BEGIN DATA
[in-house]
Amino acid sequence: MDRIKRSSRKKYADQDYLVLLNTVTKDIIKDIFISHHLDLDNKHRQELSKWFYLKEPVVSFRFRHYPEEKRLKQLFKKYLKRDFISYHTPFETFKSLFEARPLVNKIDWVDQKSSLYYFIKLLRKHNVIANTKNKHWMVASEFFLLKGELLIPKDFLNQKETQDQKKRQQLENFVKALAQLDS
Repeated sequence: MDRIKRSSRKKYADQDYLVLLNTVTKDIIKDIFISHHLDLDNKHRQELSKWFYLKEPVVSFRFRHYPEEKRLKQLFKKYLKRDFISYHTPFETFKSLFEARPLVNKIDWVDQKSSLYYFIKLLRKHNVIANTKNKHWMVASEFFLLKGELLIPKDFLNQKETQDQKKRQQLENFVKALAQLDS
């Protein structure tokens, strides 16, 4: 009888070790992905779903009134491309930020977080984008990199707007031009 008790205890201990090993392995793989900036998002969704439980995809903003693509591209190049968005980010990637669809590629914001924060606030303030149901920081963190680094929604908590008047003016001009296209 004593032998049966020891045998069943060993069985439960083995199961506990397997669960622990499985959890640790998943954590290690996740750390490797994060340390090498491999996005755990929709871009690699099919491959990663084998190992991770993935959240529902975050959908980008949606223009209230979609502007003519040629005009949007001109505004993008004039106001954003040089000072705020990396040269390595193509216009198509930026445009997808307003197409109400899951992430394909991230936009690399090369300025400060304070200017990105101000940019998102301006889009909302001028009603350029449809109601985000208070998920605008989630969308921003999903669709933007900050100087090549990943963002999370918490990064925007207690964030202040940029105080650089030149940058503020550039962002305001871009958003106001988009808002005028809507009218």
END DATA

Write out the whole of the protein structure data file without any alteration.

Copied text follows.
[in-house]
Amino acid sequence: MDRIKRSSRKKYADQDYLVLLNTVTKDIIKDIFISHHLDLDNKHRQELSKWFYLKEPVVSFRFRHYPEEKRLKQLFKKYLKRDFISYHTPFETFKSLFEARPLVNKIDWVDQKSSLYYFIKLLRKHNVIANTKNKHWMVASEFFLLKGELLIPKDFLNQKETQDQKKRQQLENFVKALAQLDS
Repeated sequence: MDRIKRSSRKKYADQDYLVLLNTVTKDIIKDIFISHHLDLDNKHRQELSKWFYLKEPVVSFRFRHYPEEKRLKQLFKKYLKRDFISYHTPFETFKSLFEARPLVNKIDWVDQKSSLYYFIKLLRKHNVIANTKNKHWMVASEFFLLKGELLIPKDFLNQKETQDQKKRQQLENFVKALAQLDS
């Protein structure tokens, strides 16, 4: 009888070790992905779903009134491309930020977080984008990199707007031009 008790205890201990090993392995793989900036998002969704439980995809903003693509591209190049968005980010990637669809590629914001924060606030303030149901920081963190680094929604908590008047003016001009296209 004593032998049966020891045998069943060993069985439960083995199961506990397997669960622990499985959890640790998943954590290690996740750390490797994060340390090498491999996005755990929709871009690699099919491959990663084998190992991770993935959240529902975050959908980008949606223009209230979609502007003519040629005009949007001109505004993008004039106001954003040089000072705020990396040269390595193509216009198509930026445009997808307003197409109400899951992430394909991230936009690399090369300025400060304070200017990105101000940019998102301006889009909302001028009603350029449809109601985000208070998920605008989630969308921003999903669709933007900050100087090549990943963002999370918490990064925007207690964030202040940029105080650089030149940058503020550039962002305001871009958003106001988009808002005028809507009218």